Computers 200 a-f may also contain communications connections that allow the device to communicate with other devices. A communication connection is an example of a communication medium. Communication media typically embodies computer readable instructions, data structures, program modules or other data in a modulated data signal such as a carrier wave or other transport mechanism and includes any information delivery media. By way of example, and not limitation, communication media includes wired media such as a wired network or direct-wired connection, and wireless media such as acoustic, RF, infrared and other wireless media. The term computer readable media as used herein includes both storage media and communication media. Computers 200 a-f may also have input devices such as a keyboard, mouse, pen, voice input device, touch input device, etc. Output devices such as a display 218, speakers, a printer, etc. may also be included. All these devices are well known in the art and need not be discussed at length here.
Having described an exemplary computing environment for executing a method for load balancing interfaces in a multi-node network embodying the present invention, attention is directed to
In an embodiment of the present invention as shown in
In an embodiment of the present invention, each server within the cluster 330 functions as a firewall simultaneously acting as a secure gateway to Internet 320 for internal clients 360 and protecting against intrusions from external clients 310. An implementation example of such a firewall is Microsoft's Internet Security and Acceleration Server also referred to as “ISA” (a product of Microsoft Corp. of Redmond, Wash.). To load balance the data traffic amongst the cluster of ISA servers 330, each ISA server executes Microsoft's NLB application as a network driver. As described above, the NLB drivers, executing concurrently on each ISA server, communicate with each other to monitor the availability of each ISA server and to determine mutually which ISA server in the cluster accepts the application request.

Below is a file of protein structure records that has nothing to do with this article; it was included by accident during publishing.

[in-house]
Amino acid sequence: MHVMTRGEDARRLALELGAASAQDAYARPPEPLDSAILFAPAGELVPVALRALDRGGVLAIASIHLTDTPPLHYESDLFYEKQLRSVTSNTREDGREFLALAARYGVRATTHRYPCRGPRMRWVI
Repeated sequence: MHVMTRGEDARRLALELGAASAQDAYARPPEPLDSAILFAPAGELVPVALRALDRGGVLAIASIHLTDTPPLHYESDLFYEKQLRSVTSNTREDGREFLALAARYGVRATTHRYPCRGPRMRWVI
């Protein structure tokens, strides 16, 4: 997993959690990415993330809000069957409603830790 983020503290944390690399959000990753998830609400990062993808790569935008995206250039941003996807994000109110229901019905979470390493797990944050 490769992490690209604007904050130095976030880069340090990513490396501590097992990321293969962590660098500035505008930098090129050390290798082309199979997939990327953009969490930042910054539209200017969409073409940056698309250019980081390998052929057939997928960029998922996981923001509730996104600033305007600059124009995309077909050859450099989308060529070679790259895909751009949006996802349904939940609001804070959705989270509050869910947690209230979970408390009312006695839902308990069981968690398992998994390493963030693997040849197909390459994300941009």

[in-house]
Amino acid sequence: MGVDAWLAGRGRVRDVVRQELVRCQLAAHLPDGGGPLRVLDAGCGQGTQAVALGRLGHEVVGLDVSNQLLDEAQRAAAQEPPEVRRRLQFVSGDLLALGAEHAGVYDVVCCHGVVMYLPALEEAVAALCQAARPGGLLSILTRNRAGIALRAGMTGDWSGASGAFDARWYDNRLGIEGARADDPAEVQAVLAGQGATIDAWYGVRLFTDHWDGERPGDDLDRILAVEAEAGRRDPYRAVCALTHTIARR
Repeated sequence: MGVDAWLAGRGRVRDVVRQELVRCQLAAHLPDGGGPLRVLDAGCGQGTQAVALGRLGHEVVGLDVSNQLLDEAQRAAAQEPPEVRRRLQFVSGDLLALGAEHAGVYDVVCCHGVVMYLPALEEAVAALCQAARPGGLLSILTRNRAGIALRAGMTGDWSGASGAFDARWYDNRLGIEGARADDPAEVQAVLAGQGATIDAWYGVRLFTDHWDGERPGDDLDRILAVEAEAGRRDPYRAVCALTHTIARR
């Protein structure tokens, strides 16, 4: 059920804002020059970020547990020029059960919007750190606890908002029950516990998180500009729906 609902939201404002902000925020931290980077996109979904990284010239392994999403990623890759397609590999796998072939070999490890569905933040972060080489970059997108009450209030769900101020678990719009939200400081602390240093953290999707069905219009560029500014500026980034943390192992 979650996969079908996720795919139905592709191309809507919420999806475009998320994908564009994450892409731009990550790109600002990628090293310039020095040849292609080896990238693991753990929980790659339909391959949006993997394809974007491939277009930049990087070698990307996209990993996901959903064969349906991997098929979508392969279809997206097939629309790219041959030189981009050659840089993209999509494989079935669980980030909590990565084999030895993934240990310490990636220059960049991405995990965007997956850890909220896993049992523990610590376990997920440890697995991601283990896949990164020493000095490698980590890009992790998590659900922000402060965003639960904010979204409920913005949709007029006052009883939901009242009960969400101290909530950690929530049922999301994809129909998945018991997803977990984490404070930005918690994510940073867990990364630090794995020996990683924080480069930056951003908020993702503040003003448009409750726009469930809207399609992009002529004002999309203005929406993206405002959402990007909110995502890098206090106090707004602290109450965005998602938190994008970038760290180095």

Turning briefly to
With reference to
According to the present invention, a mapping of NLB adapters is used to provide global load balancing state for all external and internal load balancing adapters participating in the bi-directional affinity process. In one embodiment of the present invention, external load balancing adapters are grouped in an external NLB cluster and internal load balancing adapters are grouped in an internal NLB cluster. With reference to server cluster 330 in
Next, as depicted in
According to one aspect of the exemplary load-balancing technique, if the published server address is a member of the list 333 or the internal NLB is statically configured to perform bi-directional affinity, NLB executes a complementary server selection algorithm to determine which NLB/ISA server accepts response message 357. In one embodiment of the present invention, the complementary server selection algorithm executes based upon the destination address (i.e., the IP address of the client computer 310) in response message 357, rather than the source IP address. Alternatively, if the published server address is not a member of the list 333 and the internal NLB is not statically configured to perform bi-directional affinity, NLB executes a default server selection algorithm to determine which NLB/ISA server accepts response message 357. In one embodiment of the invention, the default algorithm executes based upon the source address.
With reference to
Having described structures that support an exemplary load-balancing technique of bi-directional affinity embodying the present invention, attention is now directed to
The procedure begins at step 500 where the external network interface receives a request from an external client 310. Request message 317 includes a source IP address, a destination IP address and other data. In response to receipt of the message, during step 502 a load-balancing algorithm is executed to select which interface node will process the data request. For example, in an embodiment of the present invention, the external network interface adapters apply a modulo algorithm on a hash of the source IP address to select the interface node. Thereafter, at step 504, the selected interface node creates state information for request message 317. At step 506, request message 337 is passed to the published server by the selected interface node.
After receiving request message 337, published server 350 sends response message 357 to the internal network interface at step 508. Thereafter, at steps 510 and 512, a determination is made whether to invoke the default or complementary load-balancing algorithm. At step 510, the internal interface node determines whether it is statically configured to always invoke bi-directional affinity. If the internal interface node has not been configured as such, at step 512, list 333 is examined to determine if the address of the published server 350 is on the list 333. If the address is not on the list 333 of criteria that includes internal network source addresses, then control passes to step 514. At step 514, the internal network interface adapters execute a default load-balancing algorithm to select an interface node. In a particular example of default load balancing, the internal network interface adapters apply a modulo algorithm on a hash of the source IP address to select the interface node. The default load-balancing algorithm can be any acceptable load-balancing algorithm adopted by the internal network adapters.